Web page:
||Document, Government publication, National government publication, Internet resource
||Internet Resource, Computer File
|All Authors / Contributors:
United States. Federal Trade Commission,
||Title from title screen (viewed May 29, 2014).
||1 online resource ( pages) : color illustrations
||Call for transparency and accountability
||Federal Trade Commission.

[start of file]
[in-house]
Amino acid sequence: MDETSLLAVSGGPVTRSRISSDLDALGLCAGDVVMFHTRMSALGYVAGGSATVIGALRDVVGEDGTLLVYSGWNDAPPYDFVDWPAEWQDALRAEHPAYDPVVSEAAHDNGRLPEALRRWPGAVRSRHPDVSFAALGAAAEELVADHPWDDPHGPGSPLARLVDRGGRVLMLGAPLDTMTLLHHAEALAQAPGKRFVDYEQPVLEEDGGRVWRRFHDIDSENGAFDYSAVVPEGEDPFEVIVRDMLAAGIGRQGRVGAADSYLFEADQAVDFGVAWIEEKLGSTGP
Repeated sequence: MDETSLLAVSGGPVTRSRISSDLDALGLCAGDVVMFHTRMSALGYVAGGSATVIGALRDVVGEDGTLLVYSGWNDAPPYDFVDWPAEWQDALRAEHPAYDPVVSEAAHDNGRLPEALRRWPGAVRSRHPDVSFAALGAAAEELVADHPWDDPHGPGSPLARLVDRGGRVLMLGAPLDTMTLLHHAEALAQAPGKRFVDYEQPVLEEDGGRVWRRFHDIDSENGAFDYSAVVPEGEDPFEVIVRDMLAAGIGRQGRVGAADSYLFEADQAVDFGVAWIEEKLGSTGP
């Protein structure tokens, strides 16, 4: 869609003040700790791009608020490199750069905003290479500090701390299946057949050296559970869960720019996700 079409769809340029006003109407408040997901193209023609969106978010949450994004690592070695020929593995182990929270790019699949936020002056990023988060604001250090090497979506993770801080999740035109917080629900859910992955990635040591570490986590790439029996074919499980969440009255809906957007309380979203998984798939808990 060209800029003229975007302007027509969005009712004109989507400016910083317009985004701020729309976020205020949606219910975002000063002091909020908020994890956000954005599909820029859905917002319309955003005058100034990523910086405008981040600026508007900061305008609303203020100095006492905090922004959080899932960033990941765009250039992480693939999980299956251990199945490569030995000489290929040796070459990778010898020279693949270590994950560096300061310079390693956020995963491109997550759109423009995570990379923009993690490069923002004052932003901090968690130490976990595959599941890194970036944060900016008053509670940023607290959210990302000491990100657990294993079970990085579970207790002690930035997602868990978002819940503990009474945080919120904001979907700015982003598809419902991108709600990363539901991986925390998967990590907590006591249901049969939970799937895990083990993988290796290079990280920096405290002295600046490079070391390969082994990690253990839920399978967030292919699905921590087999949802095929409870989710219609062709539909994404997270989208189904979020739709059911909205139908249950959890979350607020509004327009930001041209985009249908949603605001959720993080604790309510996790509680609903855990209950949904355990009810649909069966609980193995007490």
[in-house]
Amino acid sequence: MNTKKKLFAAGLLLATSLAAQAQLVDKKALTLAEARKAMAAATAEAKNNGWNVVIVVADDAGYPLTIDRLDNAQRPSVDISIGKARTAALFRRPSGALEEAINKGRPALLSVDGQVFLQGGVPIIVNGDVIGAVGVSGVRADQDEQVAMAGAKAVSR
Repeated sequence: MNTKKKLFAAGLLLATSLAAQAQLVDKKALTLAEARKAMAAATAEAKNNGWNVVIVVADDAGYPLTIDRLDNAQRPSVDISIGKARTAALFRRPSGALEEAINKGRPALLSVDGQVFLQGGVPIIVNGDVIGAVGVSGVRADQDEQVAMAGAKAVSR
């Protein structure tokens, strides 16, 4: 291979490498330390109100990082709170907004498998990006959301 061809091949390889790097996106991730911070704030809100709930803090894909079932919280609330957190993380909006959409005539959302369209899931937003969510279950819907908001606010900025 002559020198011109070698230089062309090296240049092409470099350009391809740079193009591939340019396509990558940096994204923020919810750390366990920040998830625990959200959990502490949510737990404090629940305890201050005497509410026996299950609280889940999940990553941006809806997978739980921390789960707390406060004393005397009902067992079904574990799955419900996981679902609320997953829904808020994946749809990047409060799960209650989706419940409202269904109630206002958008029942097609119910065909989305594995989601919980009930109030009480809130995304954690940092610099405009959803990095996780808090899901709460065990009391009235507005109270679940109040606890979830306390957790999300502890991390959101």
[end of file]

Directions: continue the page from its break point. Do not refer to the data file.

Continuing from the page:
In this report, the Federal Trade Commission discusses the results of an in-depth study of nine data brokers. These data brokers collect personal information about consumers from a wide range of sources and provide it for a variety of purposes, including verifying an individual's identity, marketing products, and detecting fraud. Because these companies generally never interact with consumers, consumers are often unaware of their existence, much less the variety of practices in which they engage. By reporting on the data collection and use practices of these nine data brokers, which represent a cross-section of the industry, this report attempts to shed light on the data broker industry and its practices. For decades, policymakers have expressed concerns about the lack of transparency of companies that buy and sell consumer data without direct consumer interaction. Indeed, the lack of transparency among companies providing consumer data for credit and other eligibility determinations led to the adoption of the Fair Credit Reporting Act ("FCRA"), a statute the Commission has enforced since its enactment in 1970. The FCRA covers the provision of consumer data by consumer reporting agencies where it is used or expected to be used for decisions about credit, employment, insurance, housing, and similar eligibility determinations; it generally does not cover the sale of consumer data for marketing and other purposes. While the Commission has vigorously enforced the FCRA, 1 since the late 1990s it has also been active in examining the practices of data brokers that fall outside the FCRA.